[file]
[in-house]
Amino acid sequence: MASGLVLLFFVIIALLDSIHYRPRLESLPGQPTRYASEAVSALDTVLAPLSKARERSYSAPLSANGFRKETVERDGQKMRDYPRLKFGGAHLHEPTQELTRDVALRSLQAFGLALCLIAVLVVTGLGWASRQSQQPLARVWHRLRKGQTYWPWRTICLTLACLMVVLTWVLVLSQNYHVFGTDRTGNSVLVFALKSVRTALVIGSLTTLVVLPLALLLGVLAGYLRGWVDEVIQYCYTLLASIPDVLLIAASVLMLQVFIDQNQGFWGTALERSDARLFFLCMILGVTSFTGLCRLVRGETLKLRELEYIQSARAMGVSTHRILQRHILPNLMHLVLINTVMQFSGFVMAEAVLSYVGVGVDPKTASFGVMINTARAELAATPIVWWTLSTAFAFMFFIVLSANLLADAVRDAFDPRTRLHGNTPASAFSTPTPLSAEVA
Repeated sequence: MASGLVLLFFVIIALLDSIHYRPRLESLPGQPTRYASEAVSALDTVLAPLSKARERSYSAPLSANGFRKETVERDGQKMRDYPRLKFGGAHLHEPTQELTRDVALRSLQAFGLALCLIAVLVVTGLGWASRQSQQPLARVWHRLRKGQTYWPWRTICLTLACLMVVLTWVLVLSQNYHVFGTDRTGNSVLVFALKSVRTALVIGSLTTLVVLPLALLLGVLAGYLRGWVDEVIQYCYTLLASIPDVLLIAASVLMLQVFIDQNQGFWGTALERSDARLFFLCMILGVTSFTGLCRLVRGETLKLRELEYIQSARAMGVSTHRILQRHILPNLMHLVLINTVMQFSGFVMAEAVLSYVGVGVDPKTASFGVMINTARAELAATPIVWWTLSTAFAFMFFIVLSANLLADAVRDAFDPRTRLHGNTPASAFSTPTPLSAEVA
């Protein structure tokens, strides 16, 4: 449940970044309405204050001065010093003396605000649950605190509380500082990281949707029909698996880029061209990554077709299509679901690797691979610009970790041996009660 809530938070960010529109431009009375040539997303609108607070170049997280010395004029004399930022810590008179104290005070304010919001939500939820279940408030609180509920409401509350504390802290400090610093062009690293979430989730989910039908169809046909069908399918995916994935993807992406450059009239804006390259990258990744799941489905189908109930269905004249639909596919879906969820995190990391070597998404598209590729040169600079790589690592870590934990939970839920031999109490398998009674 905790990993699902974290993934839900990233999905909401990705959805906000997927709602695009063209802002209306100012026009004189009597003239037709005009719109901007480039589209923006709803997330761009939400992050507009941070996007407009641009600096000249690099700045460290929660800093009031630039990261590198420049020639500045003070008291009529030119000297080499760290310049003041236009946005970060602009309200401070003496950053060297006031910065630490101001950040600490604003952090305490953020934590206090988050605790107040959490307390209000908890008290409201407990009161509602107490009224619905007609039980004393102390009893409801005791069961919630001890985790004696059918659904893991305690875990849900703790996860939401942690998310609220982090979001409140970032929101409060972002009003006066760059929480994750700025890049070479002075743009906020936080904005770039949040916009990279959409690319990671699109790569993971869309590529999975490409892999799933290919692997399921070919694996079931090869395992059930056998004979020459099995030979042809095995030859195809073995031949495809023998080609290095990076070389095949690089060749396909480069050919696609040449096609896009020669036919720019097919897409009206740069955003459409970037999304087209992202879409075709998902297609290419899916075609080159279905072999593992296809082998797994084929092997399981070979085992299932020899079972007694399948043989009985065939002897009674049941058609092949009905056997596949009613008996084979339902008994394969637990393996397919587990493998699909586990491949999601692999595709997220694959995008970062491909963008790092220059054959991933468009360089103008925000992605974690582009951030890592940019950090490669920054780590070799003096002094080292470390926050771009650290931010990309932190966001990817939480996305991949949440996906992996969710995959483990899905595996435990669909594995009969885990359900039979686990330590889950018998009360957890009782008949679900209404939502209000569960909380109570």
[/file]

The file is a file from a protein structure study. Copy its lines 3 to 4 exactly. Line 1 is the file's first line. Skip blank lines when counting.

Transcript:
Repeated sequence: MASGLVLLFFVIIALLDSIHYRPRLESLPGQPTRYASEAVSALDTVLAPLSKARERSYSAPLSANGFRKETVERDGQKMRDYPRLKFGGAHLHEPTQELTRDVALRSLQAFGLALCLIAVLVVTGLGWASRQSQQPLARVWHRLRKGQTYWPWRTICLTLACLMVVLTWVLVLSQNYHVFGTDRTGNSVLVFALKSVRTALVIGSLTTLVVLPLALLLGVLAGYLRGWVDEVIQYCYTLLASIPDVLLIAASVLMLQVFIDQNQGFWGTALERSDARLFFLCMILGVTSFTGLCRLVRGETLKLRELEYIQSARAMGVSTHRILQRHILPNLMHLVLINTVMQFSGFVMAEAVLSYVGVGVDPKTASFGVMINTARAELAATPIVWWTLSTAFAFMFFIVLSANLLADAVRDAFDPRTRLHGNTPASAFSTPTPLSAEVA
């Protein structure tokens, strides 16, 4: 449940970044309405204050001065010093003396605000649950605190509380500082990281949707029909698996880029061209990554077709299509679901690797691979610009970790041996009660 809530938070960010529109431009009375040539997303609108607070170049997280010395004029004399930022810590008179104290005070304010919001939500939820279940408030609180509920409401509350504390802290400090610093062009690293979430989730989910039908169809046909069908399918995916994935993807992406450059009239804006390259990258990744799941489905189908109930269905004249639909596919879906969820995190990391070597998404598209590729040169600079790589690592870590934990939970839920031999109490398998009674 905790990993699902974290993934839900990233999905909401990705959805906000997927709602695009063209802002209306100012026009004189009597003239037709005009719109901007480039589209923006709803997330761009939400992050507009941070996007407009641009600096000249690099700045460290929660800093009031630039990261590198420049020639500045003070008291009529030119000297080499760290310049003041236009946005970060602009309200401070003496950053060297006031910065630490101001950040600490604003952090305490953020934590206090988050605790107040959490307390209000908890008290409201407990009161509602107490009224619905007609039980004393102390009893409801005791069961919630001890985790004696059918659904893991305690875990849900703790996860939401942690998310609220982090979001409140970032929101409060972002009003006066760059929480994750700025890049070479002075743009906020936080904005770039949040916009990279959409690319990671699109790569993971869309590529999975490409892999799933290919692997399921070919694996079931090869395992059930056998004979020459099995030979042809095995030859195809073995031949495809023998080609290095990076070389095949690089060749396909480069050919696609040449096609896009020669036919720019097919897409009206740069955003459409970037999304087209992202879409075709998902297609290419899916075609080159279905072999593992296809082998797994084929092997399981070979085992299932020899079972007694399948043989009985065939002897009674049941058609092949009905056997596949009613008996084979339902008994394969637990393996397919587990493998699909586990491949999601692999595709997220694959995008970062491909963008790092220059054959991933468009360089103008925000992605974690582009951030890592940019950090490669920054780590070799003096002094080292470390926050771009650290931010990309932190966001990817939480996305991949949440996906992996969710995959483990899905595996435990669909594995009969885990359900039979686990330590889950018998009360957890009782008949679900209404939502209000569960909380109570």